Civil servants to control Northern Ireland spending from tomorrow

Northern Ireland secretary says there is “no appetite” for direct rule from Whitehall

By Richard Johnstone

27 Mar 2017

Civil servants in Northern Ireland will take control of spending on public services from Wednesday following the collapse of talks to create a new power-sharing executive between the province’s political parties.

In a statement to MPs yesterday evening, following the passing of the deadline to form a new administration after the 2 March elections, Northern Ireland secretary James Brokenshire said civil servants would now control spending to maintain services.

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He said there would now be “a short window of opportunity to resolve outstanding issues and for an executive to be formed”, and there was “no appetite for any alternative” – such as direct rule from Whitehall – among Northern Ireland’s parties.

More details of the Westminster government’s next steps would be set out shortly, he said, adding: “We are rapidly approaching the point at which Northern Ireland will not have an agreed budget.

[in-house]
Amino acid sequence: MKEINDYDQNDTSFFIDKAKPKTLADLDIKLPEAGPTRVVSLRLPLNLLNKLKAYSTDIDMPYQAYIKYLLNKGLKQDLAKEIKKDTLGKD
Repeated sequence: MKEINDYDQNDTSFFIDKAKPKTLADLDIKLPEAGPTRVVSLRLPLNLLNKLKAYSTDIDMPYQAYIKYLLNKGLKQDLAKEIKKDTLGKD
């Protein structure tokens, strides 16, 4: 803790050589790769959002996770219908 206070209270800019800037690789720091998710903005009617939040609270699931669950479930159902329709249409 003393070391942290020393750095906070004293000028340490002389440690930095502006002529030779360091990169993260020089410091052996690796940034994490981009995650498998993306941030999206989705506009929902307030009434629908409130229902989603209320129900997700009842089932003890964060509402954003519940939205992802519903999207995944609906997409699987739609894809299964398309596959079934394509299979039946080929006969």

“This is not sustainable and will have consequences for public services.”

As a result, spending control would be given to the civil service from Wednesday.

Brokenshire highlighted that since the election, which was called after Sinn Féin left the governing executive following an overspend of a controversial Renewable Heat Incentive scheme, the UK government had been involved in intensive talks to reach a power-sharing deal.

Progress has been made on a number of issues, he told MPs, including developing a budget, a programme for government and schemes to improve governance, transparency and accountability.

“Yet it is also clear that there remain significant gaps between the parties, particularly over issues surrounding culture and identity,” he said.

“Throughout this process the UK government has been active in making positive proposals to try and bridge these gaps and help the parties to move things forward. Despite these efforts, agreement at this stage has not proved possible.”

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